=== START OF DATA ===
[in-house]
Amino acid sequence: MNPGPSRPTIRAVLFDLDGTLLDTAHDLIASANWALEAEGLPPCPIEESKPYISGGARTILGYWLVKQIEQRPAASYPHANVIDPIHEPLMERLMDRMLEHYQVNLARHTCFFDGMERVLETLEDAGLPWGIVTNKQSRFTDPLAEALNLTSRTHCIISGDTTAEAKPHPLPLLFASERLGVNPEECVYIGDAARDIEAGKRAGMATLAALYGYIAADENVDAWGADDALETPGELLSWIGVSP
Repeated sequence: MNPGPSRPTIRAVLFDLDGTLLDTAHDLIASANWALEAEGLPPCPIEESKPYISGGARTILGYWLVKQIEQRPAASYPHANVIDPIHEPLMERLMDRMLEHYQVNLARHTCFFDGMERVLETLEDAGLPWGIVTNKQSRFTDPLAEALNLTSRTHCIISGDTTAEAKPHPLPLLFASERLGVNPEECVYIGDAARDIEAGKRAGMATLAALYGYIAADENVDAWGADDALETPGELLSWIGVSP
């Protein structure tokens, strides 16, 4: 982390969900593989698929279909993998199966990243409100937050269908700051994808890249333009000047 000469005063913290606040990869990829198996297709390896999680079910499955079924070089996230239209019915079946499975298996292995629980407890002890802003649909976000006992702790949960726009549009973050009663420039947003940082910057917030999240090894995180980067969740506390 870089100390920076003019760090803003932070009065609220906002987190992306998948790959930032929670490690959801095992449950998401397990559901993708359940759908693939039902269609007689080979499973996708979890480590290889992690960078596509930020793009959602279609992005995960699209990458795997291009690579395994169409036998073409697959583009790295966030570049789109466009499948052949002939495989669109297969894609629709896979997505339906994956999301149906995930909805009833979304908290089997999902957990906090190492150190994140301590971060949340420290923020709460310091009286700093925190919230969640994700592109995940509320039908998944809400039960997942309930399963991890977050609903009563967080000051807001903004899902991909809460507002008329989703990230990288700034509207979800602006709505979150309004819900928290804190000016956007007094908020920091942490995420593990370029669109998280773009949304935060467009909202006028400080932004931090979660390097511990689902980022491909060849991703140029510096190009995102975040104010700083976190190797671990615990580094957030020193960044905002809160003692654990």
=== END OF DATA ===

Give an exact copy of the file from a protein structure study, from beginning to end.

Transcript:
[in-house]
Amino acid sequence: MNPGPSRPTIRAVLFDLDGTLLDTAHDLIASANWALEAEGLPPCPIEESKPYISGGARTILGYWLVKQIEQRPAASYPHANVIDPIHEPLMERLMDRMLEHYQVNLARHTCFFDGMERVLETLEDAGLPWGIVTNKQSRFTDPLAEALNLTSRTHCIISGDTTAEAKPHPLPLLFASERLGVNPEECVYIGDAARDIEAGKRAGMATLAALYGYIAADENVDAWGADDALETPGELLSWIGVSP
Repeated sequence: MNPGPSRPTIRAVLFDLDGTLLDTAHDLIASANWALEAEGLPPCPIEESKPYISGGARTILGYWLVKQIEQRPAASYPHANVIDPIHEPLMERLMDRMLEHYQVNLARHTCFFDGMERVLETLEDAGLPWGIVTNKQSRFTDPLAEALNLTSRTHCIISGDTTAEAKPHPLPLLFASERLGVNPEECVYIGDAARDIEAGKRAGMATLAALYGYIAADENVDAWGADDALETPGELLSWIGVSP
């Protein structure tokens, strides 16, 4: 982390969900593989698929279909993998199966990243409100937050269908700051994808890249333009000047 000469005063913290606040990869990829198996297709390896999680079910499955079924070089996230239209019915079946499975298996292995629980407890002890802003649909976000006992702790949960726009549009973050009663420039947003940082910057917030999240090894995180980067969740506390 870089100390920076003019760090803003932070009065609220906002987190992306998948790959930032929670490690959801095992449950998401397990559901993708359940759908693939039902269609007689080979499973996708979890480590290889992690960078596509930020793009959602279609992005995960699209990458795997291009690579395994169409036998073409697959583009790295966030570049789109466009499948052949002939495989669109297969894609629709896979997505339906994956999301149906995930909805009833979304908290089997999902957990906090190492150190994140301590971060949340420290923020709460310091009286700093925190919230969640994700592109995940509320039908998944809400039960997942309930399963991890977050609903009563967080000051807001903004899902991909809460507002008329989703990230990288700034509207979800602006709505979150309004819900928290804190000016956007007094908020920091942490995420593990370029669109998280773009949304935060467009909202006028400080932004931090979660390097511990689902980022491909060849991703140029510096190009995102975040104010700083976190190797671990615990580094957030020193960044905002809160003692654990």